Get to Know All 4 Menstrual Cycle Phases — and How Each Impacts Your Mind and Body

Find out how the phases of your period cycle can impact your energy levels, blood sugar levels, and more.

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If you menstruate, you might feel like you're always in one of two states: "on my period" and "not on my period." However, the weeks when you're not on your period are actually divided into three distinct phases, each making its own unique impact on your mind and body. Familiarizing yourself with the four menstrual cycle phases can allow you to tweak your lifestyle habits — including diet, exercise, and other activities — to help you feel your best through every phase of your period cycle.

Just don't treat your current menstrual cycle phase as the sole indicator of what your body needs on a given day. "Ultimately, throughout your cycle, eating healthy and getting enough sleep and exercise are crucial to your overall wellbeing, but listening to your body and what it needs is what matters most," says Amy Roskin, M.D., an ob-gyn and chief medical officer at The Pill Club. For example, if you should be high in energy based on your phase but are feeling subpar, don't hesitate to take a rest day.

Next, take a deeper look into what happens during each menstrual cycle phase, plus how you might adjust your habits accordingly.

What Are the Menstrual Phases?

Menstruation

While you may think of your period as signaling the end of your cycle, menstruation actually kicks things off. As for what's happening physiologically during this phase, "menstruation occurs when the egg released with ovulation isn't fertilized," explains Dr. Roskin. "As a result, the hormones associated with your menstrual cycle — estrogen and progesterone — drop, and you begin to shed your uterine lining (which had been thickening to prepare for a possible pregnancy)." On average, menstruation lasts between two and seven days, according to the Mayo Clinic. (Related: Why You Should Always Masturbate During Your Period)

While on your period, many lifestyle changes can assist in making for an easier ride. Alisa Vitti, functional nutrition and women's hormone expert and founder of FLO Living and the MyFLO app, recommends adding quercetin, an antioxidant found in many plants, and nettle, a flowering plant, supplements to your regimen to help reduce cramps. (You can find these available separately or as a combination supplement.) Both act as anti-inflammatory agents — which could help PMS symptoms, according to one study, though it's unclear whether inflammation precedes PMS symptoms or vice versa, as Shape previously reported. (As always, check with your doctor before starting any supplement regimen.)

In terms of how to spend your time during this menstrual cycle phase, "focus on functional and restorative stretching, and walking," advises Vitti. Progesterone and estrogen levels are low toward the beginning of your period, which can lead to low energy levels, according to the U.S. Office on Women's Health.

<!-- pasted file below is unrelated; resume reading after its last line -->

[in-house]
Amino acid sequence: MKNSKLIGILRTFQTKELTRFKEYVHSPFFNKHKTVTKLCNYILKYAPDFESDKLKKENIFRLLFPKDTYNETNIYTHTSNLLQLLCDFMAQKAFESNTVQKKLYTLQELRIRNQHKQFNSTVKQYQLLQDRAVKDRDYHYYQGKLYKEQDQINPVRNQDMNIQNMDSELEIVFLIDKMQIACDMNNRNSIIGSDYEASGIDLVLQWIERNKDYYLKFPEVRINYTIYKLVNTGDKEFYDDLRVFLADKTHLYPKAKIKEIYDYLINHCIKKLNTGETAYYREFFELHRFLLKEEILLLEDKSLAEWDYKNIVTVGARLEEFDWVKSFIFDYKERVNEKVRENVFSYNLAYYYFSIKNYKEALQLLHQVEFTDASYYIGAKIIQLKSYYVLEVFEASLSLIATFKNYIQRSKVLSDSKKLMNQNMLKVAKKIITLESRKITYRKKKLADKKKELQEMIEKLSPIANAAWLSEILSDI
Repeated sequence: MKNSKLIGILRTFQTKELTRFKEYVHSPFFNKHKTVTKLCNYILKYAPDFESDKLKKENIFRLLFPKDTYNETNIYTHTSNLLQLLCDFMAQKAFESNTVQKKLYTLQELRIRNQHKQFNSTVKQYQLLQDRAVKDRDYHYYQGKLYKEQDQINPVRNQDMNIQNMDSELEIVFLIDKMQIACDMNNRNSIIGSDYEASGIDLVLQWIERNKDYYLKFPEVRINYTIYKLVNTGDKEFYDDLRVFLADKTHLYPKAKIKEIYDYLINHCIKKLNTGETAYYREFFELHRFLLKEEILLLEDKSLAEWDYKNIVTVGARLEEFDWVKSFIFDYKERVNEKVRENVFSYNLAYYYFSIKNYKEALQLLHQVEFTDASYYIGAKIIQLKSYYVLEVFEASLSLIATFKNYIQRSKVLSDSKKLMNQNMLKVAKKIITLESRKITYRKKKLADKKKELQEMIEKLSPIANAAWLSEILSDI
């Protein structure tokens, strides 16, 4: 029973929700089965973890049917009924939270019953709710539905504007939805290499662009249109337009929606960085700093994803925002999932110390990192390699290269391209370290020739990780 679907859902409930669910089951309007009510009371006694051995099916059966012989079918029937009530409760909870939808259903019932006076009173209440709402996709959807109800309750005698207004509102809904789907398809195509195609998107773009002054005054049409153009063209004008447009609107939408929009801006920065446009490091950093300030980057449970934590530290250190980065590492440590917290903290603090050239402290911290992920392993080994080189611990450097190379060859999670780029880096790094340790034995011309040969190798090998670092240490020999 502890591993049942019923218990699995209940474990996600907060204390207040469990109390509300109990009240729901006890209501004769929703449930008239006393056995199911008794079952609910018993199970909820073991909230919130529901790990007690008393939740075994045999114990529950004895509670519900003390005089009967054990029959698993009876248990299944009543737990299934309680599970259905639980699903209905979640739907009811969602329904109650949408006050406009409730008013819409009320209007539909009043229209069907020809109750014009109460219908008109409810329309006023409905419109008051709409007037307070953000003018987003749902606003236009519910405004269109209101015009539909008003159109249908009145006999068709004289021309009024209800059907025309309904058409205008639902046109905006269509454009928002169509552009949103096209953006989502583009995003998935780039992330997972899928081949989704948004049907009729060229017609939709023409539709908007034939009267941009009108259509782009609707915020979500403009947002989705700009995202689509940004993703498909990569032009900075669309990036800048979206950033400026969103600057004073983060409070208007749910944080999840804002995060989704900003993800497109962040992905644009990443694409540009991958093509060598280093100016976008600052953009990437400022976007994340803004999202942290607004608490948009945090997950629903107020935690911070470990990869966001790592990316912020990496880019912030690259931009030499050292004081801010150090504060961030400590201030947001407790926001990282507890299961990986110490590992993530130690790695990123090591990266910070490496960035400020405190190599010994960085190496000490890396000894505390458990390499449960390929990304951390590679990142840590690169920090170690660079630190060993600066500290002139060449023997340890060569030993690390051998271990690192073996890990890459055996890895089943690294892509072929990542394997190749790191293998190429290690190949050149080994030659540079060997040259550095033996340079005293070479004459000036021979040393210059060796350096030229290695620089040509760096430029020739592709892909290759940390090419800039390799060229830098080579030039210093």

The Follicular Phase of the Menstrual Cycle

It's typically understood that the follicular phase of the menstrual cycle starts at the same time as your period, but continues after bleeding stops, lasting until ovulation, says Dr. Roskin. (So, a little more than two weeks total, in general.) "This phase is describing what's happening to your ovary as opposed to menstruation, which is describing a process related to the uterus," she explains. "During the follicular phase [of the menstrual cycle], estrogen causes the uterine lining to thicken. You develop ovarian follicles, which contain eggs (one of which will mature and be released through ovulation)."

At this point, you should feel more energized, making it a potentially good time to do some at-home cardio. "Exercise and diet changes can do wonders during the follicular phase — something as simple as going for a walk can improve mood and help with cramping while eating small, frequent meals helps maintain a stable blood sugar," explains Jessica Shepherd, M.D., an ob-gyn and medical advisor at O Positiv. For the record, these lifestyle adaptations can garner benefits anytime, but they might make the biggest impact during your follicular phase of the menstrual cycle. (Related: What Is Seed Cycling and Can It Really Help with Your Period?)

Ovulation

Ovulation is the menstrual cycle phase when you're most likely to get pregnant. "The third phase of your menstrual cycle, ovulation, usually occurs around day 14 of a 28-day menstrual cycle," says Dr. Roskin. "During this phase, your ovary releases the mature egg from the follicle. This is caused by the release of luteinizing hormone (LH)." Ovulation lasts just 12 to 24 hours, says Dr. Shepherd.

At this stage, you will receive your most noticeable energy boost. That's because estrogen levels are at their peak during ovulation, according to the Office on Women's Health. It's a great time to do exercise such as a HIIT workout for beginners, says Vitti. She also explains you don't need as many calories during this phase, as research suggests that your resting metabolic rate, or rate of calorie burn at rest, hits its lowest point when in the ovulation phase. Additionally, "estrogen surge creates peak verbal and social skills," making it the perfect opportunity to schedule that work meeting, according to Vitti. A few small studies have demonstrated that the phases of the menstrual cycle marked by higher estrogen levels seem to coincide with improved verbal working memory, according to a review published in Frontiers in Neuroscience.